Austin Economic Indicators
July 6, 2023
|Austin economy dashboard (May 2023)|
|Job growth (annualized)
Dec. '22–May '23
||Avg. hourly earnings
||Avg. hourly earnings growth y/y
Austin’s job growth slowed in May. In addition, unemployment ticked up and wages declined slightly, suggesting further weakening in the labor market. Austin’s music scene continued to mature, with the average performer's age shifting upward, and the metro population grew in 2022.
The Austin Business-Cycle Index—a broad measure of economic activity—grew at an annualized 1.9 percent rate in May, slower than the 9.4 percent rate in April (Chart 1).
Unemployment rate rises
Austin’s unemployment rate increased to 3.5 percent in May but remained below the state’s rate of 4.1 percent and the nation’s rate of 3.7 percent (Chart 2). In April, the local labor force declined an annualized 2.1 percent.
Austin employment increased 2.2 percent in May, slower than April’s 5.6 percent annualized gain (Chart 3). Sectors with the greatest improvement for the second month in a row were construction and mining (28.0 percent, or 1,670 jobs), and financial services (17.6 percent, or 1,091 jobs). Sectors with declines were leisure and hospitality (23.9 percent, or 3,266 jobs), and information (8.8 percent, or 411 jobs). Year to date, Austin’s payroll employment has grown 2.8 percent, less than Texas’ 3.6 percent increase but more than the nation’s 2.5 percent rise.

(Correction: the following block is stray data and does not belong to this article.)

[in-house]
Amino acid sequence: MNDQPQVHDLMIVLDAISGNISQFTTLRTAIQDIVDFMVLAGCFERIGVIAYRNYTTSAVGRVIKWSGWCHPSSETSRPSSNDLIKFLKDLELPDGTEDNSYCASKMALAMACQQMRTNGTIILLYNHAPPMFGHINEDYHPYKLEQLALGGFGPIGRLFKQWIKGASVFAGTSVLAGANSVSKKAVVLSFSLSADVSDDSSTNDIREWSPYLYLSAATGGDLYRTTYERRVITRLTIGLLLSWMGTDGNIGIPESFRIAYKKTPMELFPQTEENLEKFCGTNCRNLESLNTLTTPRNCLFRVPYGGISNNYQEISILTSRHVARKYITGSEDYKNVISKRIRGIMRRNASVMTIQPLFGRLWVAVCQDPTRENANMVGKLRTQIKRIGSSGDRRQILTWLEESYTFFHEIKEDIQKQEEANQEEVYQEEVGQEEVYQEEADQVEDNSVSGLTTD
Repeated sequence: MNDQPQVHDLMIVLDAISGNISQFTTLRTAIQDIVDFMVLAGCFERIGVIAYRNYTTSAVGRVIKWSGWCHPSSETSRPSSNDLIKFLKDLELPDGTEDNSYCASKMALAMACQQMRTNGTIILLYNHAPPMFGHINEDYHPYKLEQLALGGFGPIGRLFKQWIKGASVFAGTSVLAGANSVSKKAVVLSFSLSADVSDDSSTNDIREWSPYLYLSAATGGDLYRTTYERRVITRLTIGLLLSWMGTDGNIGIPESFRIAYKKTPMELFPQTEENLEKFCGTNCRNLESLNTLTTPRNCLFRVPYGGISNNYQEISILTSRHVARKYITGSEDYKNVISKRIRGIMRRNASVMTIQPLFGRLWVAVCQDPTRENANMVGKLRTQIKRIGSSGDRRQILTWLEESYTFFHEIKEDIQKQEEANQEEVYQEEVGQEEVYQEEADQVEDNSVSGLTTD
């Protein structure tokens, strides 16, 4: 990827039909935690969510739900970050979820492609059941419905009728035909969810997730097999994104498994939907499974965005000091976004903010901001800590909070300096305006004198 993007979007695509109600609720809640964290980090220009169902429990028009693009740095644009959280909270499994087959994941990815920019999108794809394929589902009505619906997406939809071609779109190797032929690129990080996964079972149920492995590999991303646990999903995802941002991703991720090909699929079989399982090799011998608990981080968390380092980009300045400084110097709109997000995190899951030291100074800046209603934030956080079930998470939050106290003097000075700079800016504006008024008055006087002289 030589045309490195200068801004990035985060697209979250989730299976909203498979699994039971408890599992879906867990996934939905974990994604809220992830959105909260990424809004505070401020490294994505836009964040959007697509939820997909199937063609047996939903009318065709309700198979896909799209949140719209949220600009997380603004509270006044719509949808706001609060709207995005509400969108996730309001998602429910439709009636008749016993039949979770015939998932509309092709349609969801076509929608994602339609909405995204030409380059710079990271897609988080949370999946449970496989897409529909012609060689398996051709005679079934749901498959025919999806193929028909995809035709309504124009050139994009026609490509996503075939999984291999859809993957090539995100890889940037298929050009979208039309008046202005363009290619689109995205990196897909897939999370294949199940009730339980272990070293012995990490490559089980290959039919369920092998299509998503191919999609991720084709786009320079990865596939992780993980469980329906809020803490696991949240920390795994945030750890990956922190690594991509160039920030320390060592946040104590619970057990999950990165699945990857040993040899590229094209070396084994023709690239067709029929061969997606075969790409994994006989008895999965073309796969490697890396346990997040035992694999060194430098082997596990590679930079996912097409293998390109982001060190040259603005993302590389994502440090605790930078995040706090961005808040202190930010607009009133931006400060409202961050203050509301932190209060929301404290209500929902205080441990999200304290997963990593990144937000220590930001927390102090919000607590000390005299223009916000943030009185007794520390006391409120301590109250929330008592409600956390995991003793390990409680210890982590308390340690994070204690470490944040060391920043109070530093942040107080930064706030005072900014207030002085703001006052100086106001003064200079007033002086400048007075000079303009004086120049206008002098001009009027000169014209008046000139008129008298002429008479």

Average wage down in May
The three-month moving average of Austin wages declined 2.1 percent in May (Chart 4). Austin’s hourly earnings of $33.46 were still above the state average of $31.21 and the national average of $33.32. In the past year, Austin wages declined 0.3 percent, compared with growth of 4.2 percent for the nation and 4.3 percent for the state.
From 2013 to 2021, the average age of Austin musicians began to shift from 25–39 to 40–54 (Chart 5). Furthermore, the size of venues in Austin are becoming concentrated at the ends: Most venues are small, but large venues are increasing their presence, with fewer serving medium-sized audiences.
According to the 2022 Greater Austin Music Census, some changes in the music scene can be attributed to the sharp increase in housing costs in Austin proper, the expansion of the industry past Austin’s city limits and the growing recognition of Austin as a music capital, making the industry relatively self-contained.
Census data show that Austin’s population increased 2.7 percent in 2022, reversing a trend from the year prior and outpacing the state’s 1.6 percent growth (Chart 6). According to the Austin Chamber of Commerce, growth in the past few years has largely been driven by domestic migration. Over half of migrants have come from other parts of Texas, followed by 8.7 percent from California.
NOTE: Data may not match previously published numbers due to revisions.
About Austin Economic Indicators
Questions or suggestions can be addressed to Vee Kalkunte at Prithvi.Kalkunte@dal.frb.org.
Austin Economic Indicators is released on the first Thursday of every month.